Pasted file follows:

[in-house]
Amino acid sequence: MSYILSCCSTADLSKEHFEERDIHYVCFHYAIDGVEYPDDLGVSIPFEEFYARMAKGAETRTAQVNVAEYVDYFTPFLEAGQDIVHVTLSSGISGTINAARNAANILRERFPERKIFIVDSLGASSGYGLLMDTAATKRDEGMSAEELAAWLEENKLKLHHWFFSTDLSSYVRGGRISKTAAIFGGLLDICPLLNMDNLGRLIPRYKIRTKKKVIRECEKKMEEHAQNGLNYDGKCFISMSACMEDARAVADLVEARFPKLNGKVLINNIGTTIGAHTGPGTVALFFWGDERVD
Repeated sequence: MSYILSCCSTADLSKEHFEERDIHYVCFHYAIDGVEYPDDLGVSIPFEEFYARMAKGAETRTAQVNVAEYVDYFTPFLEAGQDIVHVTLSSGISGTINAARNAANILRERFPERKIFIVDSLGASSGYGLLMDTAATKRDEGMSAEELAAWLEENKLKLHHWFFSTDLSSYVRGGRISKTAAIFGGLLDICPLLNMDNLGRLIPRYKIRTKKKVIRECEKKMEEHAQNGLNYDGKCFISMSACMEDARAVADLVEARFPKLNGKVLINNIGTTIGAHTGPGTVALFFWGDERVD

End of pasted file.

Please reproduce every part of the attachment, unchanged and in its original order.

[in-house]
Amino acid sequence: MSYILSCCSTADLSKEHFEERDIHYVCFHYAIDGVEYPDDLGVSIPFEEFYARMAKGAETRTAQVNVAEYVDYFTPFLEAGQDIVHVTLSSGISGTINAARNAANILRERFPERKIFIVDSLGASSGYGLLMDTAATKRDEGMSAEELAAWLEENKLKLHHWFFSTDLSSYVRGGRISKTAAIFGGLLDICPLLNMDNLGRLIPRYKIRTKKKVIRECEKKMEEHAQNGLNYDGKCFISMSACMEDARAVADLVEARFPKLNGKVLINNIGTTIGAHTGPGTVALFFWGDERVD
Repeated sequence: MSYILSCCSTADLSKEHFEERDIHYVCFHYAIDGVEYPDDLGVSIPFEEFYARMAKGAETRTAQVNVAEYVDYFTPFLEAGQDIVHVTLSSGISGTINAARNAANILRERFPERKIFIVDSLGASSGYGLLMDTAATKRDEGMSAEELAAWLEENKLKLHHWFFSTDLSSYVRGGRISKTAAIFGGLLDICPLLNMDNLGRLIPRYKIRTKKKVIRECEKKMEEHAQNGLNYDGKCFISMSACMEDARAVADLVEARFPKLNGKVLINNIGTTIGAHTGPGTVALFFWGDERVD